Thursday, July 9, 2009
TFS- Story Development Process, Part 3
You are to be rewarded, patient reader.
I now want to write about the specific story I ended up going with; the story that got the "green light," and wound up going into production. But the trick at this point in things (with the film still unfinished, until early 2010) is that I don't want to reveal the whole story.
One thing I constantly caution senior animation students against is guarding their ideas TOO closely, so let me expand on the "why" of my choice to hold the story a bit close (even though the story development part of the project is long done).
I firmly believe that if you don't get it (your story) on a table to get feedback at early stages, your story will have holes and problems and areas that lack clarity to the audience that you'll never catch. You need other eyes on it, right from the beginning. But WHOSE eyes? I think you need to be very careful about this. I'm in favour of a very selected few, to whom you return for further feedback, as the story develops. You need to share it, but in a controlled fashion, so as to preserve that raw, primal energy the story still has.
But my story is well past that early, embryonic stage, right? So why not dish?
I am certainly in favour of dishing out an entire tale to certain people during the development process. That includes the entire story, from beginning to end, and then rough storyboards, final storyboards, animatic... but beyond that, I am a firm believer that filmmakers are like magicians. The anticipation of that "ta-da!" moment when we unveil the finished piece to an audience is an undeniable part of the process. And so in a desire to have something special to reveal, I'm keeping a bit tight-lipped about the specifics of the story, at least on this blog. There are those that are in the know, and they've helped the story tremendously. They know who they are (and they know that soon I will have to collect them in a room and shoot them one by one, so they do not reveal my secrets).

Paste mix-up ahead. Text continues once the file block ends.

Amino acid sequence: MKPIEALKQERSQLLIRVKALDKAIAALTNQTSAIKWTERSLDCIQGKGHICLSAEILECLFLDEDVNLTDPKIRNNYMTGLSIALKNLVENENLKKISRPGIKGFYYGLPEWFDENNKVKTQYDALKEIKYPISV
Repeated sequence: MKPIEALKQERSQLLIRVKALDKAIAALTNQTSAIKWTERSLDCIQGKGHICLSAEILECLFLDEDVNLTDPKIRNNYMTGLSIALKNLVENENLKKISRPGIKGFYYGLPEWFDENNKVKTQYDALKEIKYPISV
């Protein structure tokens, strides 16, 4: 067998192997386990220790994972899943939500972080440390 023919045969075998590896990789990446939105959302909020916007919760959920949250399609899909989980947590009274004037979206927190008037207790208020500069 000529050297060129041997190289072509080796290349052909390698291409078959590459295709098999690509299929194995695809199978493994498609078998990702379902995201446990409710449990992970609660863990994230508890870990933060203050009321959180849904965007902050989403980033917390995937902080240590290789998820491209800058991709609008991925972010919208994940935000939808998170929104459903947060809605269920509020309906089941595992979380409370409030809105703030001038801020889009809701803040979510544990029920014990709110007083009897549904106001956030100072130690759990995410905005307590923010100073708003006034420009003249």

A short aside on picking the "chosen ones" that will help with feedback on your story. I certainly do NOT think these eyes have to belong (necessarily) to MASTER STORYTELLERS. I think what's more important is that the eyes belong to people you trust, who will give you the straight scoop, and who have no sneaky motives, other than helping you develop a clear, awesome story. And so you could have as part of your story team a filmmaker, your Grandmother, and the mailman. In fact, I recommend someone who has no visual storytelling experience beyond what the average media viewer has (hence the mailman suggestion). That person will have the most honest eyes you can imagine, and will give you very straight and honest feedback regarding what is NOT clear or powerful.
Of course, having a powerful and experience storyboarding artist on hand to advise would also be a great idea, but not one that is always possible!
Anyway, without further ado- I say to you, dear reader, "Tune in for the next entry, if you REALLY want to know the specifics of the story idea I went with."
Look, I know I keep leading you on, but I can't help it that I have a lot to write about, and the last thing I want to do is post massive (more massive than what I'm already posting) entries that exhaust the reader and lose their impact, just cause they are novel-length. And it's my hope that even though I'm putting off getting specific, this stuff DOES all lead somewhere, and I'm pretty sure it has tidbits and thoughts that are helpful or thought- provoking in their own right. The innards of story development are so complex and multi-layered, and is of such interest to me, that's just the way it goes- I'm simply going to write a LOT, about something I am really passionate about.
Also- my little boy is soon to wake up from his nap. And since HE'S the real boss (and won't let me write on my blog when he's awake, cause he wants to play 24/7), and cause if I don't keep an eye on him he tends to destroy our home and/or his physical body, I have to wrap it up.
I hereby vow, the next Story Development entry will get down and dirty.